It would seem par for the course that as I turned on my laptop to blog, the power would fail. My immediate reaction was to tweet about the power failure. The challenge with that and my momentary lapse in logic are both evident.
Once I moved past the realization of a self #fail, I was left wondering what we would do without social media. Or, more accurately, could we return to a world without social media?
Let’s start with the pros
Yes, social media is a tremendously powerful tool for building relationships. Whether they are with your fans or followers , the relationships are real and represent tremendous value. (I think of it as having your own real time focus group at your finger tips.)
Social media is also great for eliminating geographic barriers and helping to reconnect with those from your former lives. It enables businesses to provide real time customer service and provides access to a nearly limitless ‘database’ of information.
That said, it would seem that social media has embedded itself in our culture. Made it self an indispensable and irreplaceable tool. But is any communication medium that permanent? Or that resistant to change and evolution?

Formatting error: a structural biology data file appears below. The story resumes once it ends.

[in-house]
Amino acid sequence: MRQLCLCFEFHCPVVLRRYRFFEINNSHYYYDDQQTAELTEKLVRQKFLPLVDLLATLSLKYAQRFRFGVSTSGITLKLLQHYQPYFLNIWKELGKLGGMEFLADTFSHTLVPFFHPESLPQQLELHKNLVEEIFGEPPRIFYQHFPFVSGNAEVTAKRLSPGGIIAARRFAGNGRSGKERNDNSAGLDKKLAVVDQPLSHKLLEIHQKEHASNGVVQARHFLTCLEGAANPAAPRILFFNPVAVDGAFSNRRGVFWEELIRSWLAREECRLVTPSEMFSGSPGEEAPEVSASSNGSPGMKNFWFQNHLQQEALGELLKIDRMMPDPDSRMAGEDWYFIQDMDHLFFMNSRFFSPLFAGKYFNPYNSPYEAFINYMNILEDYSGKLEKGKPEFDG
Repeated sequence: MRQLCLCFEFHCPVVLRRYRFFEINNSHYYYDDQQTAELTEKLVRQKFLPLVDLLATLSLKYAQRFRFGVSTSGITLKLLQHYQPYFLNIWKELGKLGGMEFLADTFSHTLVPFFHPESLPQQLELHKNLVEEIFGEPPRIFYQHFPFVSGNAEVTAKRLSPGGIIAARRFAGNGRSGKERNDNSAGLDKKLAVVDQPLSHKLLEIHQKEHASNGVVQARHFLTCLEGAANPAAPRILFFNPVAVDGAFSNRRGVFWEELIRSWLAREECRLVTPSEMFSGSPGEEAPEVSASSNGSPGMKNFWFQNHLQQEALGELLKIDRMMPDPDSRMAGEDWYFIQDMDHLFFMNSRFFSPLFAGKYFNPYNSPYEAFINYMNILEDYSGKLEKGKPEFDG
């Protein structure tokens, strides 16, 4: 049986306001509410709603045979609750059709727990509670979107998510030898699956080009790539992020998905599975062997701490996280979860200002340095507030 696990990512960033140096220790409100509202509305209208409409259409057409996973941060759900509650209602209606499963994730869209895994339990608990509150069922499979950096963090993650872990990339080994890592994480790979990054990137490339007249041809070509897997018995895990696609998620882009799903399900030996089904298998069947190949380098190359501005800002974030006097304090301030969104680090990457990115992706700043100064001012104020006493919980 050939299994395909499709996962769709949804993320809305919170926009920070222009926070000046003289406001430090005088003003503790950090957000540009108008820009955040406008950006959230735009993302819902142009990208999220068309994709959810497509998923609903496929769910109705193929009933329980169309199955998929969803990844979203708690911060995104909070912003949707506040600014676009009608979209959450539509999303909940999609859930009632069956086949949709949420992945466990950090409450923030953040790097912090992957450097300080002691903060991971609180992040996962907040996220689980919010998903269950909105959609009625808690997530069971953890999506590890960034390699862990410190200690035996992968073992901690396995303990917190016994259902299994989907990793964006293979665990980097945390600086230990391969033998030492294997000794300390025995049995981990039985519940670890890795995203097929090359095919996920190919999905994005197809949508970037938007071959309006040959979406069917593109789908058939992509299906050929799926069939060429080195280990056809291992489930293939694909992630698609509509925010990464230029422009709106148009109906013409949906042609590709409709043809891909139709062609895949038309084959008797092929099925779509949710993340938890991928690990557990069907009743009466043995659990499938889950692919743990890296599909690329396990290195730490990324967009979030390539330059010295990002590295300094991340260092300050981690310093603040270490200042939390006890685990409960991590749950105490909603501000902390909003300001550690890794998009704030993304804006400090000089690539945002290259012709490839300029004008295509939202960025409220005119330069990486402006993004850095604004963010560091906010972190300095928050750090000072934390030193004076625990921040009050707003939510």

Nothing is perfect
While it goes against the #PRBC’s positivity mandate of late (sorry, @Stina6001!) nothing is perfect.
Social media is essentially just a conglomeration of tools designed to replace face-to-face interaction. Voicemails became texts which now rival writings on walls and at replies. You can get a response faster through social media than you can in-person.
The question is, does social media teach us to be less personal? Replace physical proximity with technology? Are hashtag conversations on their way to replacing happy hour? Is a twinterview or tweetchat the new networking event?
Could we go back?
It seems inconceivable at this point in time that social media could cease to exist. That we could wake up one day and Twitter could be gone (Yes, Kate, I heard you gasp in horror.)
But what would it mean? Would people take their online relationships and convert them to real life relationships? Would hashtag conversations revert to networking events and happy hours? Would Facebook friendships survive in the real world?
Our dependence on and love of social media would lead me to believe we would struggle or refuse to live without it. But, then again, people once loved newspapers and magazines, and those are dropping off at an alarming rate. Is it the fate of every communication media to die off eventually?
I’m interested to hear your thoughts.